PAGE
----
Rabin Says the U.S. is Reneging on Its Promise to Provide Israel with $550 M in Transitional Aid

Premier Yitzhak Rabin last night defended Israel’s demand for the $550 million in aid from the U.S. for the transitional quarter between the end of fiscal 1976 and the start of fiscal 1977 and expressed disappointment by the U.S. “going back on its promise.” But the Premier, addressing the “Tzavta” cultural club in Tel Aviv, softened this statement by pointing out that U.S. aid to Israel from the Yom Kippur War to the start of fiscal 1977 would exceed $7 billion. He characterized the dispute over the transition quarter funding as “a difference of opinion between friends.”

But another public figure intimated last night that Israel should show the U.S. that it can stand on its own feet by dropping attempts to obtain the transitional quarter funding and raising the needed money at home. In a tough speech to the Labor Party’s Achdut Avodah faction in Tel Aviv, former Histadrut Secretary General Yitzhak Ben Aharon said the Treasury could find the money by energetically cracking down on tax evaders. He claimed that millions of un-taxed dollars were earned in Israel every year.

The left-leaning Ben Aharon’s view was supported by the rightist journalist, Dr. Herzl Rosenblum of Yediot Achronot, and by Avraham Shavit, leader of the Employers Association, thus crossing ideological lines. Rosenblum contended in an editorial today that Ben Aharon’s proposal represented the redemption “of our national honor.” But he accused the Ford Administration of breach of faith. Yeruham Meshel, Histadrut Secretary General, also said he was against continued pressure on the U.S. for the $550 million. “We should prove to them that money is not everything and that national honor means a great deal to us.”

The furor over the transitional quarter funding, currently before the U.S. Congress, came to a head this week when President Ford informed Congressional leaders that he would veto the entire foreign aid package if it included additional funds for Israel and some 50 other nations to cover the three-month gap between the two fiscal years.

PLAYS DOWN CRISIS ATMOSPHERE

Rabin claimed that the Administration had specifically promised Israel the additional funds which have been included in Israel’s national budget for the new fiscal year. He said last night that Israel’s demand was “legitimate” because Israel was entitled to expect aid from its friends.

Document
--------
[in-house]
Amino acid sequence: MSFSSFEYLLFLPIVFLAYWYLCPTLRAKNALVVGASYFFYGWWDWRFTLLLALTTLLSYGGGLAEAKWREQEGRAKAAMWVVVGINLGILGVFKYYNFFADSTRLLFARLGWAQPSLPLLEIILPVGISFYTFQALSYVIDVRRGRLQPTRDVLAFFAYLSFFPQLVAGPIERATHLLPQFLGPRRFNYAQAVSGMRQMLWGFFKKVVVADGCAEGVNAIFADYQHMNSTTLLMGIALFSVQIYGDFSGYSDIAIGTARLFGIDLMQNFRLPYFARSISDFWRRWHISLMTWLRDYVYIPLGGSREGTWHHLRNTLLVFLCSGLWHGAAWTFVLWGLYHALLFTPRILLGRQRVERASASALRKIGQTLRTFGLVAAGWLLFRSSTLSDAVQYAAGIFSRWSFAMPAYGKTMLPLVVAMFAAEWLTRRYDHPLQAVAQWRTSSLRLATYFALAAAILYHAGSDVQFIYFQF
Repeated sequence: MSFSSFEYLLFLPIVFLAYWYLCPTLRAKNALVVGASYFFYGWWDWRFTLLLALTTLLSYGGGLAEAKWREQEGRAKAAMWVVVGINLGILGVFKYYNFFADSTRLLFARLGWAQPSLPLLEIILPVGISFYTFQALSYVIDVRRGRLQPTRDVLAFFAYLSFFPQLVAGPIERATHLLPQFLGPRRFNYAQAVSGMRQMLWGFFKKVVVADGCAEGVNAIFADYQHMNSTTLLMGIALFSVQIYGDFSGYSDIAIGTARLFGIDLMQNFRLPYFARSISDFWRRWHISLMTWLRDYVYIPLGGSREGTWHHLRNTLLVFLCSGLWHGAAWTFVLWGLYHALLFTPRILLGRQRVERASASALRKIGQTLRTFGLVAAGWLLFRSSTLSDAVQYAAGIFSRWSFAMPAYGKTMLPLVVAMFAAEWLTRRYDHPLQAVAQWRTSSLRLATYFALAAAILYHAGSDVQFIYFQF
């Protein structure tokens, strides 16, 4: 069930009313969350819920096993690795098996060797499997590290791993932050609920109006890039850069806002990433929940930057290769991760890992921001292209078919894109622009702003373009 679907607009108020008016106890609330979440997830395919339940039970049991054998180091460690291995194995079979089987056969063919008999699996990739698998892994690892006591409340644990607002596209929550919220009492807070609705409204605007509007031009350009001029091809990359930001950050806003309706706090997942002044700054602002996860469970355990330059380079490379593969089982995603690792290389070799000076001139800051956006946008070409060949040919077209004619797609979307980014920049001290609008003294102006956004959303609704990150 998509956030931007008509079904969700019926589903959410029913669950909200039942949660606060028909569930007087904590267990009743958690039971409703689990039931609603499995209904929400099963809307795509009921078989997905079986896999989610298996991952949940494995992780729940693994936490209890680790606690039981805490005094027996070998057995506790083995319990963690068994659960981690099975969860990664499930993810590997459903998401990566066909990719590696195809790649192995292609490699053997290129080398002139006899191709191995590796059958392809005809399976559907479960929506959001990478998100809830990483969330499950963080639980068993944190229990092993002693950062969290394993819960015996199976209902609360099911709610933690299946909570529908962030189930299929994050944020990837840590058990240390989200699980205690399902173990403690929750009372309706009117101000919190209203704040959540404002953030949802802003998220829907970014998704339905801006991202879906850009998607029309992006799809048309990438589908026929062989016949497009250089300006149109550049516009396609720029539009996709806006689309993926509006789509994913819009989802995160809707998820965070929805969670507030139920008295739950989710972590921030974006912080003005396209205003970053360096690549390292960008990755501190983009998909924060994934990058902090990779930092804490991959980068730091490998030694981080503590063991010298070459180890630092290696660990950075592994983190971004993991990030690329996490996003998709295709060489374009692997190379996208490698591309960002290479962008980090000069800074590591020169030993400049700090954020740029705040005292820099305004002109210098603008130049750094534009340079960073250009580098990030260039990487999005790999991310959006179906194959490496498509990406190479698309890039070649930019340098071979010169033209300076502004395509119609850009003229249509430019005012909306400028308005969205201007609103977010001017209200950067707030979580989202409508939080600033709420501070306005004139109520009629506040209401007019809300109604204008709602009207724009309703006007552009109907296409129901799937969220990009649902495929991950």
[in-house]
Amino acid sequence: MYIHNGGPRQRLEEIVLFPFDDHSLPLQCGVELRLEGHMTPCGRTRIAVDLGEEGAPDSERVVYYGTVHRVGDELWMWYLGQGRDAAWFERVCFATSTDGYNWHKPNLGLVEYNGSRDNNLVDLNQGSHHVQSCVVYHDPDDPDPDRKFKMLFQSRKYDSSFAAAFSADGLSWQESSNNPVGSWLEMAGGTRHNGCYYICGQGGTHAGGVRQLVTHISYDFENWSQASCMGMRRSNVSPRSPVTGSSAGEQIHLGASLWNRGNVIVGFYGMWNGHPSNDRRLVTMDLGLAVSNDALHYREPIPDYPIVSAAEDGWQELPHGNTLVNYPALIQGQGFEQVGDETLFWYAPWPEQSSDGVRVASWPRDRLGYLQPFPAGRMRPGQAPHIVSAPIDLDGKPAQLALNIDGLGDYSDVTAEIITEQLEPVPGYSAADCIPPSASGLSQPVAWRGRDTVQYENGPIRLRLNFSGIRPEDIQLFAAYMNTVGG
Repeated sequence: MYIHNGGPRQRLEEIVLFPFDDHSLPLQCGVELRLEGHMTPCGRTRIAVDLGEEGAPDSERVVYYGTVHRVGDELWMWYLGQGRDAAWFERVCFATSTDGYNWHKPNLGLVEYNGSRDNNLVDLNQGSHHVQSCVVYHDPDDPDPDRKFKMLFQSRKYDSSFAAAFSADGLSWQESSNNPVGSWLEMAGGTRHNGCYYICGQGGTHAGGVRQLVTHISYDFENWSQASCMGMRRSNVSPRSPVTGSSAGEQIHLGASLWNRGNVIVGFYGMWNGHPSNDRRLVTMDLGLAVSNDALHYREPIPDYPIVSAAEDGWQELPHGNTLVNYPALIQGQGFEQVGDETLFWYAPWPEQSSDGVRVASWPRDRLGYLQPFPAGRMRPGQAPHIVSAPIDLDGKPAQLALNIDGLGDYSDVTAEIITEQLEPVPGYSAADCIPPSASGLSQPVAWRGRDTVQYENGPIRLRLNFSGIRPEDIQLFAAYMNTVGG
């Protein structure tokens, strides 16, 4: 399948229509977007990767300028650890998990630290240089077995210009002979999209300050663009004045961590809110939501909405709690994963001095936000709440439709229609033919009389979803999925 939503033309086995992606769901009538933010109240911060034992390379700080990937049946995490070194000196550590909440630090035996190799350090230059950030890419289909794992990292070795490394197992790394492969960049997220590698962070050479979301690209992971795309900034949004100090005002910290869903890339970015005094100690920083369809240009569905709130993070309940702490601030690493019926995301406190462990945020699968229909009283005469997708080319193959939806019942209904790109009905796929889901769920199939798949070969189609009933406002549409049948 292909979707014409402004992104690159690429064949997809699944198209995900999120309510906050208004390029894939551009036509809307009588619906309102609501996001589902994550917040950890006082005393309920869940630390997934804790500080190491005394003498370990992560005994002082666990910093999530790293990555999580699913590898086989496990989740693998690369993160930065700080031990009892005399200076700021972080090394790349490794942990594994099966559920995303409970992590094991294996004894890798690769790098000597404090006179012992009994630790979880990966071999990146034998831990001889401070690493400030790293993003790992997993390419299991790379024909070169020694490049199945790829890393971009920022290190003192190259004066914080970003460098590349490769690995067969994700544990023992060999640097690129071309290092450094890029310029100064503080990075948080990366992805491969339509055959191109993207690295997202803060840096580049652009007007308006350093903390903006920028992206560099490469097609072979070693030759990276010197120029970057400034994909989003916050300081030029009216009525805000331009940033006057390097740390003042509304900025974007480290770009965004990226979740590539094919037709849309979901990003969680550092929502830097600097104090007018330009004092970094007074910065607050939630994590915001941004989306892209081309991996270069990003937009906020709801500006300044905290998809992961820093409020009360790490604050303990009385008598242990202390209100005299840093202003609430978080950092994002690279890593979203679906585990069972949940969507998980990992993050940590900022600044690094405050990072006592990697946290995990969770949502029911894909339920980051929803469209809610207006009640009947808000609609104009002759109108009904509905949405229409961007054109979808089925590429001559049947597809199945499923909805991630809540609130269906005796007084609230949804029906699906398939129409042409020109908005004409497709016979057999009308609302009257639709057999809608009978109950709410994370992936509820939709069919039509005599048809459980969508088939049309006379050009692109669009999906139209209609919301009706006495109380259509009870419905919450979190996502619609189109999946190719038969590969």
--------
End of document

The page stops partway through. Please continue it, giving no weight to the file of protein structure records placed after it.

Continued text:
However, Rabin played down the “crisis” atmosphere that has surrounded the transitional quarter issue. He declared that the U.S. is “essentially a genuine friend of Israel interested in our welfare and supplying us with generous amounts of military and economic assistance.” He said that “Even while we continue our efforts to obtain the promised funds and even though we are disappointed by the U.S. going back on its promises, we must remember that from Oct. 1973 to the American fiscal year in Oct. 1977 we will have received $7 billion worth of military aid.”

Continuing, Rabin stated, “Certainly there are differences between us and the U.S., but there are many more common interests that bind us and the Israel government believes in narrowing the differences and strengthening our bonds.” However, Rabin added, “this does not mean we will not speak up and voice our objections when we feel some injustice is being done to us.”

‘UNFAIR INTERFERENCE’ QUESTIONED

A “Western diplomatic source” told newsmen in Tel Aviv today that if it is true that Israel is pressuring Congress over the head of the Ford Administration to write the transitional quarter funding into the foreign aid bill, it was exerting unfair interference in American internal affairs. The source, who was also described by some as a “senior American diplomatic source,” chided the Israeli Treasury for building a budget on monies not yet received or approved.

He conceded that the failure to provide Israel with the additional $550 million would create some problems for this country but they would not be crucial ones, according to the source. The source disagreed sharply with the prognosis by Bank of Israel Governor Moshe Zanbar who contended yesterday that if Israel failed to receive the additional funding unemployment here would reach 80,000 this year. Zanbar was also taken to task by Finance Minister Yehoshua Rabinowitz for that remark.

(In Washington, the State Department today gave no support to the statement by the “Western diplomatic source,” believed by some here to be Ambassador Malcolm Toon, regarding possible pressure on Congress for the $550 million. “Quite obviously that is not our view,” John Trattner, a Department spokesman, said when he was asked about the report.)

NEXT STORY